As will be appreciated by those skilled in the art, the synchrophasors may be calculated for ½ cycle, one cycle, two cycles, or any other fraction of a cycle or any other multiple of a cycle. It should also be noted that depending upon the desired accuracy, multi-parameter signal model solutions may be derived for higher number of parameters. For example, in alternative embodiments, eight-parameter, ten-parameter or twelve-parameter signal model solutions may be implemented. As the number of parameters increases, higher order time derivatives will generally be estimated. Further, it should be noted that the techniques described above may employ frequency tracking at fixed sampling rates, aiding in the measurement of magnitude shift. Alternatively, the techniques described above may sample the data at any sampling rate for measurement of frequency, magnitude and phase angle for each phase. As will be appreciated by those skilled in the art, the control equations (1) to (25) can be easily realized using standard digital logic and implemented in a general purpose or custom digital controller or microprocessor. It can also be implemented in a microcontroller or a DSP. A control scheme The measurement of synchrophasors via the various techniques described above may find application in a wide range of applications. For example, the techniques may facilitate providing wide area control of the power system network. The techniques as described in various embodiments mentioned above takes into account both the rate of change of phase angle and/or magnitude of the phasor value being measured in addition to the usual value itself. This eliminates phase and magnitude errors that may otherwise arise, and therefore provides accurate phasor information during frequency and/or power disturbances in power systems that lead to transient variations in phase angle and/or magnitude. Phasor measurement can be used for event analysis and data gathering applications, and also for monitoring, operation, and control of power system network. They have advantages over traditional methods in high-speed and wide-area measurements. These advantages may be useful in both real-time systems and post-event analysis. By way of further example, synchrophasors computed by the techniques described in various embodiments discussed above may be used for a wide variety of power system applications such as synchrocheck and fast bus transfer. Synchrocheck (check of synchronism) is a feature that verifies in real time if two points in a three-phase power system are in relative synchronism. The feature is used to supervise automatic or manual closing of a circuit breaker (e.g., the breaker is allowed to close only if the two points in the power system about to be linked by closing the breaker operate synchronously). Synchronism means that the magnitudes and frequencies of the two points are almost identical while the angles are relatively close. The three dimensions of the synchrocheck, magnitude, angle and frequency, are typically measured from single-phase voltages taken from both sides of the breaker. In some applications, a relatively large frequency difference is allowed. This means that the two voltage vectors rotate at relatively different speeds. At times the two vectors are perfectly in phase, and at times they are out of phase. Still, the synchrocheck function is expected to release the breaker for closing. This should be done, however, at a moment in time that would yield an actual closing of the breaker when the two voltages are in phase. Because of a finite breaker closing time (few tens of milliseconds) the close command must be given ahead of time by the synchrocheck function. The synchrocheck function may impose the following requirements on the phasor estimators: the magnitudes and angles are measured with reasonable accuracy despite the fact that the two signals are of different frequencies or the frequency may be changing; and the magnitude and angle difference between the two signals is predicted to compensate for the breaker closing time (close command in advance). The phasor measurement method as described in the various embodiments mentioned above addresses the above requirements efficiently. Firstly, the method is immune to off-nominal frequencies. This means that the two signals may be of different frequencies as compared with the device tracking frequency, and both the signals are measured with zero error due to the off-nominal frequencies. The tracking frequency becomes secondary. That is, the device may track to one of the two signals, and the other will still be measured accurately; or may not track at all, and both signals will be measured accurately as long as the signal frequency is reasonably close to nominal, which is typically the case. Secondly, being immune to off-nominal frequencies, the algorithm does not respond to changes in the frequency, and remains accurate even if the signal frequency changes while the tracking frequency controller does not follow the signal frequency closely. Thirdly, the algorithm allows calculating the phasor at one point in time, while the data window is taken at a different point in time. This allows very straightforward prediction of both the magnitude and angle. Due to higher order extrapolation, the accuracy of prediction is good for time spans of few tens of milliseconds even if both the magnitude and angle change relatively fast. In normal system conditions, various points in the system stay in synch and the application of the synchrocheck is rather secondary. During system disturbances such as those leading to major system blackouts, the operating conditions for the synchrocheck feature become more difficult while the response becomes more important. The techniques described above provide accurate measurement during such transient conditions and is therefore very efficient for synchrocheck application. A yet another application where the techniques described above may be employed is fast bus transfer. A Bus Transfer Scheme is a control device that automatically re-connects spinning motors from their primary source of supply (main bus) to an alternate supply (alternate bus) should the primary source fail for any reason. This is done to ensure uninterrupted service of critical motor loads such as in power or chemical plants. The operation of transferring is accomplished by the following sequence of operations: detecting loss of the main supply, opening the associate breaker (main), checking synchronism between the slowing down motors and the alternative source of supply, and closing, at an appropriate point in time, the other breaker (tie) in order to re-connect the motors to the secondary source. In order to avoid motor damage, or stalling, the re-connection must be done at well-tuned moments in time and only after satisfying certain conditions. This yields three types of transfer schemes: -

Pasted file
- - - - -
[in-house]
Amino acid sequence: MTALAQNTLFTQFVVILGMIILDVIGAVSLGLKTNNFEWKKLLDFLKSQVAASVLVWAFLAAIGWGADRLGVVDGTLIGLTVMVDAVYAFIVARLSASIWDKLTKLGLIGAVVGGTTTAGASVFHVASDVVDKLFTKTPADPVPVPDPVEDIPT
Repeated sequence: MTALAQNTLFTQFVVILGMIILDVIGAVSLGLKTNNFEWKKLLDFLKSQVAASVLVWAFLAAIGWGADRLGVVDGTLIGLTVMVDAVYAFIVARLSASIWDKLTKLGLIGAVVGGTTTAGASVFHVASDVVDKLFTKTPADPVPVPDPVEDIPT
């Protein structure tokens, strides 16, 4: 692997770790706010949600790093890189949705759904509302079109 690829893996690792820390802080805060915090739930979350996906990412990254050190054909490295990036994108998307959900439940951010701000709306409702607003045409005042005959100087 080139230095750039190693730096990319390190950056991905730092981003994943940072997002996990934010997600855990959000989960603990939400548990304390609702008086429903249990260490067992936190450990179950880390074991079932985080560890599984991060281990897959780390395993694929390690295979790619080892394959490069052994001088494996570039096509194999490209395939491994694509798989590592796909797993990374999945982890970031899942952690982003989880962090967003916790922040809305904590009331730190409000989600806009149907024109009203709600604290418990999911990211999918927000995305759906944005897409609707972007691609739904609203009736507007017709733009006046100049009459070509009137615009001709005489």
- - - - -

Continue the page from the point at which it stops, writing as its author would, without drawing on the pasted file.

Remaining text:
- 1. Fast transfer scheme reconnects the motors if the motor voltage is relatively close to the level of the alternate source (some 90%) and the angle difference is relatively small (some 30 deg). Under these conditions the stress on the motor is low enough to guarantee a smooth ride through.